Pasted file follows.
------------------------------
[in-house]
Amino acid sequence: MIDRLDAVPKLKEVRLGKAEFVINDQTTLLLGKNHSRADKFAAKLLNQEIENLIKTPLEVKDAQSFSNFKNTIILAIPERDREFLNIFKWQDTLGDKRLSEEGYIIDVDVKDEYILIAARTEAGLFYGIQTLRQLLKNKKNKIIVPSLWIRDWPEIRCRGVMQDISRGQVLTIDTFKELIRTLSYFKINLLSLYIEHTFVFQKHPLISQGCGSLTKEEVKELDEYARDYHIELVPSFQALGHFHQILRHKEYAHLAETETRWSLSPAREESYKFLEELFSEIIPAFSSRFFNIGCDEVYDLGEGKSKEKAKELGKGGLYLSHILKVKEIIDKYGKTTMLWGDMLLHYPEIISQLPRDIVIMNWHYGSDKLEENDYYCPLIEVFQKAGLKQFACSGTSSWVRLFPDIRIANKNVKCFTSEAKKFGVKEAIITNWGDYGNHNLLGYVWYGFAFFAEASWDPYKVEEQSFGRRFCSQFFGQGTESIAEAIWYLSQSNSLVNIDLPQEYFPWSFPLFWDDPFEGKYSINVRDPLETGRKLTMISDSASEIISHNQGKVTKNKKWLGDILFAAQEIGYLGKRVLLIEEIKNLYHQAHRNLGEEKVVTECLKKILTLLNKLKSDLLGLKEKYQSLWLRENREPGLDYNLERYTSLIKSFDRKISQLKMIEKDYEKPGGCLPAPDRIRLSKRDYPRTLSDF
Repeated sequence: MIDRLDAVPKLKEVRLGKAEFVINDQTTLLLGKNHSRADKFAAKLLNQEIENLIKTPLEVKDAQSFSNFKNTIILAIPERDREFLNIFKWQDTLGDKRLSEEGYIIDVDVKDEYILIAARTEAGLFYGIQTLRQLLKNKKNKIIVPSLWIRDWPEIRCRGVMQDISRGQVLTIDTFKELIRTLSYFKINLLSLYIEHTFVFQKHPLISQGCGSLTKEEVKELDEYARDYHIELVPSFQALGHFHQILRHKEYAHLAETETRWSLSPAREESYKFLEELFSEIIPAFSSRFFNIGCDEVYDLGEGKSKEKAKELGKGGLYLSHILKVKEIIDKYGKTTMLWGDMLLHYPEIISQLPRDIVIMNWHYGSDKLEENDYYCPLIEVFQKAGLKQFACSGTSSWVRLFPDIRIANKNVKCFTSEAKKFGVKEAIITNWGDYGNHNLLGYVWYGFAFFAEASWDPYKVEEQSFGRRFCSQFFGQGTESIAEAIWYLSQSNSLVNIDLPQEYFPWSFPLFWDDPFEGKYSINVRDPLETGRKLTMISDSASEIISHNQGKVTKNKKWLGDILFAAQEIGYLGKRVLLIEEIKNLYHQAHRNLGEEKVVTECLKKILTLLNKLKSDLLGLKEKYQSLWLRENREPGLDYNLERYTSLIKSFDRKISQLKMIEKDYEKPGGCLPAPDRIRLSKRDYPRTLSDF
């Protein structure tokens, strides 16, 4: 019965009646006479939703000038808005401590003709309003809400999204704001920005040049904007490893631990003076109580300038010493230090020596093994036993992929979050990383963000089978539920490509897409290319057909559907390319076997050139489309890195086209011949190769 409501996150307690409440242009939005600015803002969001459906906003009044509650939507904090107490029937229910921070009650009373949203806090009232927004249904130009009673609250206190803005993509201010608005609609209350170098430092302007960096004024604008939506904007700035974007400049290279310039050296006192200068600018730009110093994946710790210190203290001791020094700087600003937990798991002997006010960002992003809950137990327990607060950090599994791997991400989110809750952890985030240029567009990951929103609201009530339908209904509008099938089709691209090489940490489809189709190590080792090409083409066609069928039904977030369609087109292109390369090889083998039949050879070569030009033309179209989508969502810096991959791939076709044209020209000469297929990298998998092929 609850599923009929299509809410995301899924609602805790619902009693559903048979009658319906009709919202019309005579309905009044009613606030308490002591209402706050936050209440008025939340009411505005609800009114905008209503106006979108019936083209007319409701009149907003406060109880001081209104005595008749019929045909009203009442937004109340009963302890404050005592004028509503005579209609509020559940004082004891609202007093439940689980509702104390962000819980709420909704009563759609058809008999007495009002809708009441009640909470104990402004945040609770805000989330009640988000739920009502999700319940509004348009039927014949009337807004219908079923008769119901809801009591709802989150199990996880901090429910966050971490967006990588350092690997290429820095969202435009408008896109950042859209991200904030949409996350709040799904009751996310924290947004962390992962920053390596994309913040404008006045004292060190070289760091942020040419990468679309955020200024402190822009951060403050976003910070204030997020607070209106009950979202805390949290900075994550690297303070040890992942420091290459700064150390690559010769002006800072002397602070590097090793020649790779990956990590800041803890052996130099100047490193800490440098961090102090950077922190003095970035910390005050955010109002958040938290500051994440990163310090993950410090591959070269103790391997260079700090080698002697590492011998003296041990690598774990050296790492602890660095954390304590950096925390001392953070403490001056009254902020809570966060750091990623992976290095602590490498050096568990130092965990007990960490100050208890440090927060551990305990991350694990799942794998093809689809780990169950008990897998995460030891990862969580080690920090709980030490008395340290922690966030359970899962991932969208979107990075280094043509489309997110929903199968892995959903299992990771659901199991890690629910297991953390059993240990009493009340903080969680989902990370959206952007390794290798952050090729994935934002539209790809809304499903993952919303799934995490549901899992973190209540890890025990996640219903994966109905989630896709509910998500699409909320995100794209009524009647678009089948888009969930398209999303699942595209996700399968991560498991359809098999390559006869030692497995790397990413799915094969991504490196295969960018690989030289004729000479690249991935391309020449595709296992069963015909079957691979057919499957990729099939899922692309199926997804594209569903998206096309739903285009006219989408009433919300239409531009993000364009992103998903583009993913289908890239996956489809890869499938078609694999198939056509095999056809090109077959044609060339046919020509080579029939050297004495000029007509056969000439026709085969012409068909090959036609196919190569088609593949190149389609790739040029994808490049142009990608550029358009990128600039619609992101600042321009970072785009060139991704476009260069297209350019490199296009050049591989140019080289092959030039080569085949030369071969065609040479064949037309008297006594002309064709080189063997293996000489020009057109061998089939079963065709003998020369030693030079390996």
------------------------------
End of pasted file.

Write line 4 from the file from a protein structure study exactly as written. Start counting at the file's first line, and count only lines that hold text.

């Protein structure tokens, strides 16, 4: 019965009646006479939703000038808005401590003709309003809400999204704001920005040049904007490893631990003076109580300038010493230090020596093994036993992929979050990383963000089978539920490509897409290319057909559907390319076997050139489309890195086209011949190769 409501996150307690409440242009939005600015803002969001459906906003009044509650939507904090107490029937229910921070009650009373949203806090009232927004249904130009009673609250206190803005993509201010608005609609209350170098430092302007960096004024604008939506904007700035974007400049290279310039050296006192200068600018730009110093994946710790210190203290001791020094700087600003937990798991002997006010960002992003809950137990327990607060950090599994791997991400989110809750952890985030240029567009990951929103609201009530339908209904509008099938089709691209090489940490489809189709190590080792090409083409066609069928039904977030369609087109292109390369090889083998039949050879070569030009033309179209989508969502810096991959791939076709044209020209000469297929990298998998092929 609850599923009929299509809410995301899924609602805790619902009693559903048979009658319906009709919202019309005579309905009044009613606030308490002591209402706050936050209440008025939340009411505005609800009114905008209503106006979108019936083209007319409701009149907003406060109880001081209104005595008749019929045909009203009442937004109340009963302890404050005592004028509503005579209609509020559940004082004891609202007093439940689980509702104390962000819980709420909704009563759609058809008999007495009002809708009441009640909470104990402004945040609770805000989330009640988000739920009502999700319940509004348009039927014949009337807004219908079923008769119901809801009591709802989150199990996880901090429910966050971490967006990588350092690997290429820095969202435009408008896109950042859209991200904030949409996350709040799904009751996310924290947004962390992962920053390596994309913040404008006045004292060190070289760091942020040419990468679309955020200024402190822009951060403050976003910070204030997020607070209106009950979202805390949290900075994550690297303070040890992942420091290459700064150390690559010769002006800072002397602070590097090793020649790779990956990590800041803890052996130099100047490193800490440098961090102090950077922190003095970035910390005050955010109002958040938290500051994440990163310090993950410090591959070269103790391997260079700090080698002697590492011998003296041990690598774990050296790492602890660095954390304590950096925390001392953070403490001056009254902020809570966060750091990623992976290095602590490498050096568990130092965990007990960490100050208890440090927060551990305990991350694990799942794998093809689809780990169950008990897998995460030891990862969580080690920090709980030490008395340290922690966030359970899962991932969208979107990075280094043509489309997110929903199968892995959903299992990771659901199991890690629910297991953390059993240990009493009340903080969680989902990370959206952007390794290798952050090729994935934002539209790809809304499903993952919303799934995490549901899992973190209540890890025990996640219903994966109905989630896709509910998500699409909320995100794209009524009647678009089948888009969930398209999303699942595209996700399968991560498991359809098999390559006869030692497995790397990413799915094969991504490196295969960018690989030289004729000479690249991935391309020449595709296992069963015909079957691979057919499957990729099939899922692309199926997804594209569903998206096309739903285009006219989408009433919300239409531009993000364009992103998903583009993913289908890239996956489809890869499938078609694999198939056509095999056809090109077959044609060339046919020509080579029939050297004495000029007509056969000439026709085969012409068909090959036609196919190569088609593949190149389609790739040029994808490049142009990608550029358009990128600039619609992101600042321009970072785009060139991704476009260069297209350019490199296009050049591989140019080289092959030039080569085949030369071969065609040479064949037309008297006594002309064709080189063997293996000489020009057109061998089939079963065709003998020369030693030079390996």